Second, we encourage young people to aspire to various careers based on how they do in school, much earlier than we’d like to think.  We tell young children they can be anything they want, but we also let them know early on if we think they’re good at math, or science, or the humanities, or none of the above.  And once we’ve decided, we give the ones we’ve deemed strong in those areas preference and support that we don’t give to the others.  (It’s not that we abandon the others; we give them remediation in the 3Rs.  We don’t tend to tell them they’ll be doctors and lawyers one day.  See the first chapter of Malcolm Gladwell’s Outliers for a discussion of how we do this sorting in schools, whether we mean to or not.)

As I observed the dramatic difference between the staff who seemed interested in their jobs – the ones who were really listening to patients and actively problem-solving when something was off about a medication or a condition – and the ones who couldn’t seem to wait to get away from their patients, I couldn’t help but think of the children I know who are tremendously empathic and committed to caregiving.  These children are the ones who seem to me to be excellent candidates for work in the healing professions.  Not because empathy is all it takes to be successful in medicine.  Quite the contrary.  (I’m reminded of Daniel Pink’s Whole New Mind in which he acknowledges that it’s not that we need train everyone to be an artist; in fact we can’t get by on art alone.  It’s the way an artist thinks, her orientation to the world around her, that the job market and the social landscape need.)  If a child starts out as someone who wants to help people get better, wants their pain eased, it seems to me as though they’d be an awfully good candidate for a career in healing.  And we’d be crazy not to do everything we can to avoid squelching her interest in honing her interpersonal skills, while giving her as much access to the information and various modalities possible for expressing her strength.  We’d be crazy not to let her know we saw this promise in her.  It wouldn’t get the whole job done; there’d still be anatomy to learn and chemical properties to understand, but it’d be an important start, made of something that is much more difficult to teach than information.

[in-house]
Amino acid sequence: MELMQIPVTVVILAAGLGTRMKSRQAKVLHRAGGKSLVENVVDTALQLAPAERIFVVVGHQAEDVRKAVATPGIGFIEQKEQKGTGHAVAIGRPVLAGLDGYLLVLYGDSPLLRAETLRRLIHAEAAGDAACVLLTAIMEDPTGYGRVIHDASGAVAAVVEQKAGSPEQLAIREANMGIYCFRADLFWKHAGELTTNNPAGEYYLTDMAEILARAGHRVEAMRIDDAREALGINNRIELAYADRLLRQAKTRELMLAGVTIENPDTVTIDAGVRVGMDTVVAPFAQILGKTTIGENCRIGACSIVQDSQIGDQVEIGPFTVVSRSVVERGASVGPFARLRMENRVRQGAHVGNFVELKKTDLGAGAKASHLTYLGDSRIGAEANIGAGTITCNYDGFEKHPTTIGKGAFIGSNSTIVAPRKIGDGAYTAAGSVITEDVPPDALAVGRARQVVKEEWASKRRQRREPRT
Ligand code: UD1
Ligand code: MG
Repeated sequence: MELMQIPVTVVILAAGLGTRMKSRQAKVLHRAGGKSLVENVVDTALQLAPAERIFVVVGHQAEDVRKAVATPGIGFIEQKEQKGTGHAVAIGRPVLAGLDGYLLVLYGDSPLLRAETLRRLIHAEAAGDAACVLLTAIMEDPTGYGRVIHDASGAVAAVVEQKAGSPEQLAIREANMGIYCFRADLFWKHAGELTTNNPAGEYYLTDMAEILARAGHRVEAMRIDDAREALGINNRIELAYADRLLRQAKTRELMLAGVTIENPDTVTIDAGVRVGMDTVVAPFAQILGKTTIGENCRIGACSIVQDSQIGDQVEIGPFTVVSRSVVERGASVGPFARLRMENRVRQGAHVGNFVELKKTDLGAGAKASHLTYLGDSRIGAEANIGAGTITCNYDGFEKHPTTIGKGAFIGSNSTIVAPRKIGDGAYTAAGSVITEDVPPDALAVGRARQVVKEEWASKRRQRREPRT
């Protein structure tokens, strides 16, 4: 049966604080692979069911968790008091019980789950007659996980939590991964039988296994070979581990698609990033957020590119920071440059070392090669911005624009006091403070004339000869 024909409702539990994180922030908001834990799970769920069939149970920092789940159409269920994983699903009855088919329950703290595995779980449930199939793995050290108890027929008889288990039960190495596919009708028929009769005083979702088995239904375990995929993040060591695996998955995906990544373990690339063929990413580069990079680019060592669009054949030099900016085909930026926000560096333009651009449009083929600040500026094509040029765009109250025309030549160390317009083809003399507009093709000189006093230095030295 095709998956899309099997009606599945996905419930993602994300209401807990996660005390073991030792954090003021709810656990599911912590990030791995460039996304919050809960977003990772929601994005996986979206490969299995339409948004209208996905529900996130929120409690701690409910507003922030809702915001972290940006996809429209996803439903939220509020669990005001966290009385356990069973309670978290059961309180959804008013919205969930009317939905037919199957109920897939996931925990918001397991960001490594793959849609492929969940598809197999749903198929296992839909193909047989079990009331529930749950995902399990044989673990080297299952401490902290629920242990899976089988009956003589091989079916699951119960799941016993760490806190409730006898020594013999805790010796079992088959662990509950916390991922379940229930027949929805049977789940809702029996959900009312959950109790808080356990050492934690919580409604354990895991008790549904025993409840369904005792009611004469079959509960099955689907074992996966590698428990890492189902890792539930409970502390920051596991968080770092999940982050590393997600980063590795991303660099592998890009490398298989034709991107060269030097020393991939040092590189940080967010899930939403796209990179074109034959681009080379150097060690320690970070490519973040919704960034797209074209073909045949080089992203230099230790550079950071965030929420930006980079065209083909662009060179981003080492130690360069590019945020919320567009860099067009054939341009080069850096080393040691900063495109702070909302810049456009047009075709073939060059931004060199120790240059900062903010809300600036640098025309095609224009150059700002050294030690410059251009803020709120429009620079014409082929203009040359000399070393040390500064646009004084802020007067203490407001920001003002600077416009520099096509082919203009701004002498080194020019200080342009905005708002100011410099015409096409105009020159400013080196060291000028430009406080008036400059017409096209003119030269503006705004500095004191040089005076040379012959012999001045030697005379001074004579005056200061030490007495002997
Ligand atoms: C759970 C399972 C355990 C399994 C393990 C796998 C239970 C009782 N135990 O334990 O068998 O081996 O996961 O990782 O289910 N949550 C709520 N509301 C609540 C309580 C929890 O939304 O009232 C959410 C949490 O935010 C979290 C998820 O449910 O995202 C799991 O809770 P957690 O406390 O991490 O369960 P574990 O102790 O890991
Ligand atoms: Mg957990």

The children who show this kind of promise don’t tend to be the ones who go to the head of their academic classes from the start.  They’re busy calming classmates who get nervous before tests, brokering compromises, walking their friends to the nurse’s office.  We don’t look around the classroom and point to them when we predict who’ll make it to medical school.  We point to the ones whose grades are good.

It’s a long long way from a child’s early years of expressing her inclinations and preferences to the profession she’ll ultimately choose for herself.  We can’t predict or dictate (at least I don’t think we want to dictate) the paths young people will set out on.  But we can do a better job of identifying the components of various paths that are already showing themselves in young children, and make it possible for the potential we so desperately need in various professions to find its way there.